I love to preach the Gospels, particularly because it is fun to poke fun at the disciples. Those poor boys just don’t seem to get it most of the time, do they?
They make me feel good to read about. I love reading how, again and again, Jesus tries to teach tem, get them to understand what he’s teaching, trying to nurture and form them into disciples worthy of carrying on his work. And, again and again, they come up short, completely miss the point, and sabotage (even if unintentionally) what their teacher is trying to accomplish.
These stories are gold mines for the Bible studying Christian. We can read them and allow their foibles to teach us valuable lessons. Much like other people in our lives, we can allow the characters in the Bible to make the mistakes we don’t want to be making, so that we can learn from them. They screw up so we don’t have to.
What if we looked at it another way?
One of my favorite writers, Seth Godin, has a new book in which the reminds us that the story of Icarus and his wax wings had two cautions in it. One, of course was to not fly too close to the Sun. That is the caution we all remember.
But did you remember that Icarus’ father also told him to not fly too close to the sea? If he did, his wax wings might get wet and ruin.
Not too high, Not too low. Where to fly in the sky is something we all have to figure out, and I think that a lot of our screw ups can be attributed to our willingness to push the outer reaches of our ability in order to find the proper altitude at which to fly. Can we really be held accountable for simply try to figure out how to live life?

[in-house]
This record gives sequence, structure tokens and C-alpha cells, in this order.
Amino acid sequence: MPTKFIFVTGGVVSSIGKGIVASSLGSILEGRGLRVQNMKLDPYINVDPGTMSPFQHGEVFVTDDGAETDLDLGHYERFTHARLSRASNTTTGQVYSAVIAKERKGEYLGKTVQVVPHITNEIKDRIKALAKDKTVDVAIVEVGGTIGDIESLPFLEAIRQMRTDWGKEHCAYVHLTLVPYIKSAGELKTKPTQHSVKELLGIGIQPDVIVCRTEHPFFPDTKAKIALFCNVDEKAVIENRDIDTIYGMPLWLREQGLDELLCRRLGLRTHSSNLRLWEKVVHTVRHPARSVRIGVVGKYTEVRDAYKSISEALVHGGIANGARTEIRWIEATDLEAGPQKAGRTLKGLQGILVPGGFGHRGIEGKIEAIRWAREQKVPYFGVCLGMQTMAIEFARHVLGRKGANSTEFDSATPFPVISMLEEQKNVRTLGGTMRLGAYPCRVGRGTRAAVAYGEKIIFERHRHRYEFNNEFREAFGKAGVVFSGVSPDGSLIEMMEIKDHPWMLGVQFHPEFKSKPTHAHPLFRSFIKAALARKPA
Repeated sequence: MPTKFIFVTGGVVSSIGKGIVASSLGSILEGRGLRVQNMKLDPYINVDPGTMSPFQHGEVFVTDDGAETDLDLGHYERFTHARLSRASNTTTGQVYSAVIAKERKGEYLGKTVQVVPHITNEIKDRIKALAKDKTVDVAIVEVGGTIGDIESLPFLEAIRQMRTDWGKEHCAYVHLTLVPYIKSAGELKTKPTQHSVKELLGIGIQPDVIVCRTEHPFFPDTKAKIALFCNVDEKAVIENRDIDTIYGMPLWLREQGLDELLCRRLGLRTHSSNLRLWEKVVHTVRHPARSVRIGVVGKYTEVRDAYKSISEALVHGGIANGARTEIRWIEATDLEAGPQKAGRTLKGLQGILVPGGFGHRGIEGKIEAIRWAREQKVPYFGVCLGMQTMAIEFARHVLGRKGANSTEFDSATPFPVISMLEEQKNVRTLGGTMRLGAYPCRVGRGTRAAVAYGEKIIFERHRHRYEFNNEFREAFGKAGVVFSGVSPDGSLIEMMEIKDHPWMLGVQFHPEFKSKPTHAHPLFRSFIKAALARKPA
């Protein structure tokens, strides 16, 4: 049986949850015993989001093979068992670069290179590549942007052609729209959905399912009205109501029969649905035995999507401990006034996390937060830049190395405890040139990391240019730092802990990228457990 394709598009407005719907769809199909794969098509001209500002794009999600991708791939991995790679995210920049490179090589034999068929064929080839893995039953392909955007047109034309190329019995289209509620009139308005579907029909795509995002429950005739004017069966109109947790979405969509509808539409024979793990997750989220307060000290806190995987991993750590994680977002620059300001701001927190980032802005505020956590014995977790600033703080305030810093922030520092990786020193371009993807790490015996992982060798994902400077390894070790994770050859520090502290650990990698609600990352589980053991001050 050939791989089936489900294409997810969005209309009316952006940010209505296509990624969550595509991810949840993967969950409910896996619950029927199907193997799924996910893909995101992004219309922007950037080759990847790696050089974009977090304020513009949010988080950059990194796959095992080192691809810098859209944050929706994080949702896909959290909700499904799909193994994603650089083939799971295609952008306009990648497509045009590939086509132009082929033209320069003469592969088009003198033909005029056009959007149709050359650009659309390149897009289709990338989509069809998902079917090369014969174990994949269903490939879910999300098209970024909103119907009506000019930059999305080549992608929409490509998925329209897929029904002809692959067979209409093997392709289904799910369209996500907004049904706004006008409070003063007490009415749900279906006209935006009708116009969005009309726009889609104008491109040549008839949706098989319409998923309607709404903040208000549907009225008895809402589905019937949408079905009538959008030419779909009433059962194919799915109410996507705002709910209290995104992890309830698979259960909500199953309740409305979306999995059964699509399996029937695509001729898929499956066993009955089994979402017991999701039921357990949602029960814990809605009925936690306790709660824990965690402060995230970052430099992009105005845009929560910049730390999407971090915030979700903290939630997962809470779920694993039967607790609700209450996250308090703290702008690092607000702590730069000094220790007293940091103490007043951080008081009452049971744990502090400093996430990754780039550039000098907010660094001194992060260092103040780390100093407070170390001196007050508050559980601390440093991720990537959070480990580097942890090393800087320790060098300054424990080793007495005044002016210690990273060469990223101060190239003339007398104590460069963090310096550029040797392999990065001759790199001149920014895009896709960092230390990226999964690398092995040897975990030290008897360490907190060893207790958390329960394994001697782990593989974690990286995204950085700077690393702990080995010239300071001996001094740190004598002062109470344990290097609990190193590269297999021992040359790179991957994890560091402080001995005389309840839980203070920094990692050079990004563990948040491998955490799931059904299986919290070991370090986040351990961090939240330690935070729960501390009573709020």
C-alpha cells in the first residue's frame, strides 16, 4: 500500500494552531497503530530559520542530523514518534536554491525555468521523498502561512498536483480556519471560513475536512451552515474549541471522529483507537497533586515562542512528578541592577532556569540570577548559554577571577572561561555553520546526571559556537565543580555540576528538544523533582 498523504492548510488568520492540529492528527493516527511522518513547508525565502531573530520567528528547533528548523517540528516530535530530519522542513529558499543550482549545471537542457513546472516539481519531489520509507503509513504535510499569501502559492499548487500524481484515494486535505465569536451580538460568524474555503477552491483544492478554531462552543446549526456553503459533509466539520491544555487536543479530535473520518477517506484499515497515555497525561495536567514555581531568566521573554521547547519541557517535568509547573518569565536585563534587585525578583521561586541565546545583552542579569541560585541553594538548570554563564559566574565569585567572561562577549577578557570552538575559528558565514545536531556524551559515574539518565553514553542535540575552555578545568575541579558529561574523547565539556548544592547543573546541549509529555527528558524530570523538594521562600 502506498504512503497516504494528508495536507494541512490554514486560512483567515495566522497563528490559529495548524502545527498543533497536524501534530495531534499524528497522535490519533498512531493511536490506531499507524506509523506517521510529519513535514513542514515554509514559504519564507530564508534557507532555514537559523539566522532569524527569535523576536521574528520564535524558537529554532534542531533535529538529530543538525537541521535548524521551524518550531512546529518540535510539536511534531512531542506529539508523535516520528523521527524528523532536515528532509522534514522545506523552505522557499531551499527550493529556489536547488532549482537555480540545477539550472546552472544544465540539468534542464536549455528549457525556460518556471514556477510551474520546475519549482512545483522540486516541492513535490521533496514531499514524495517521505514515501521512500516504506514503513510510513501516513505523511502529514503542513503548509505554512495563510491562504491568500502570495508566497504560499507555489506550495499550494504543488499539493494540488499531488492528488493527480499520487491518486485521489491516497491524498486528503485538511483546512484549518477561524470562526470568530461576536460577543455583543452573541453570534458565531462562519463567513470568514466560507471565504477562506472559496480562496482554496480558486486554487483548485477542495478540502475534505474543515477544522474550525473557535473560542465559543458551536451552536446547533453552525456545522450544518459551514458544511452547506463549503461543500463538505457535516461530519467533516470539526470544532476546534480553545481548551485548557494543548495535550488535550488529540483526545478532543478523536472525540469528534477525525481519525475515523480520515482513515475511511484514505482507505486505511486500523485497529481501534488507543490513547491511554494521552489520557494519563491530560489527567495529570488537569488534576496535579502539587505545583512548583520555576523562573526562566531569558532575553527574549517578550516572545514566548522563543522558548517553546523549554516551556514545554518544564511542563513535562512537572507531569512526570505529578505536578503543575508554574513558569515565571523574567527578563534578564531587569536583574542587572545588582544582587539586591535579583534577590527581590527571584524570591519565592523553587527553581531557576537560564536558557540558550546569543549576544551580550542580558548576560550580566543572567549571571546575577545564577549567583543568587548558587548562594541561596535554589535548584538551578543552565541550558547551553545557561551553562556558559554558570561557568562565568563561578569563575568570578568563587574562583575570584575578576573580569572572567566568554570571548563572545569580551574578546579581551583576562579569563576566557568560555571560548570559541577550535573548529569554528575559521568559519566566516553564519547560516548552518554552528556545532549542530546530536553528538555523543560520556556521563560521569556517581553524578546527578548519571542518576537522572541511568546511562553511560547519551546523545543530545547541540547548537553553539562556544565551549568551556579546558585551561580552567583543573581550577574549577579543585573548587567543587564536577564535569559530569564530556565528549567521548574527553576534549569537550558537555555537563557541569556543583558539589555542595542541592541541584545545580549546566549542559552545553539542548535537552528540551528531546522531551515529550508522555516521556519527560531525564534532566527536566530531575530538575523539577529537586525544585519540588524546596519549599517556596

What if Peter’s offer to built three tents on the mount of Transfiguration was just him trying to be as close to the divine as he possibly could? He just saw Moses, Elijah, and Jesus. Are we really going to fault the man for this?
What is James and John’s request to sit at Jesus’ right and let hand in glory was just their desire to be as much like Jesus as possible? The entire idea of following a rabbi was to be as much like that rabbi as possible. Can we really fault them for trying to find the limit of what that meant?
What if Sarah laughing at the suggestion that she was about to be pregnant was just her trying to be realistic? I mean, come on, she was old, even by our standards. Can we really fault her for trying to maximize whatever energy she had as she neared the end of her own life?
What if Martha rushing about the house was just her trying to be as good of a friend to her friend as she could be? Someone had to make sure the food was prepared and her sister wasn’t really helping? Can we really fault her for trying to be hospitable?
What if Nimrod’s parents were just trying to give their son a very interesting name? Can we really fault them for that? 😉
Of course, I’m not suggesting that every misstep in the Bible can be written off easily, but I am suggesting that automatically reading these as tales advising us towards caution may be bad for us. God’s people are called to risk everything for the sake fo the Gospel, and, yet, we are the most cautious bunch of folks who ever lived.
I fear that we are not giving our all to the Missio Dei because we are afraid we might end up screwing up. We’re afraid that we might do something so irreparable that we don’t push the envelop and find out what the line is.
God needs big things from people who are willing to make a mess of things while trying to figure out how to do those things.
Are you willing to be a screwup?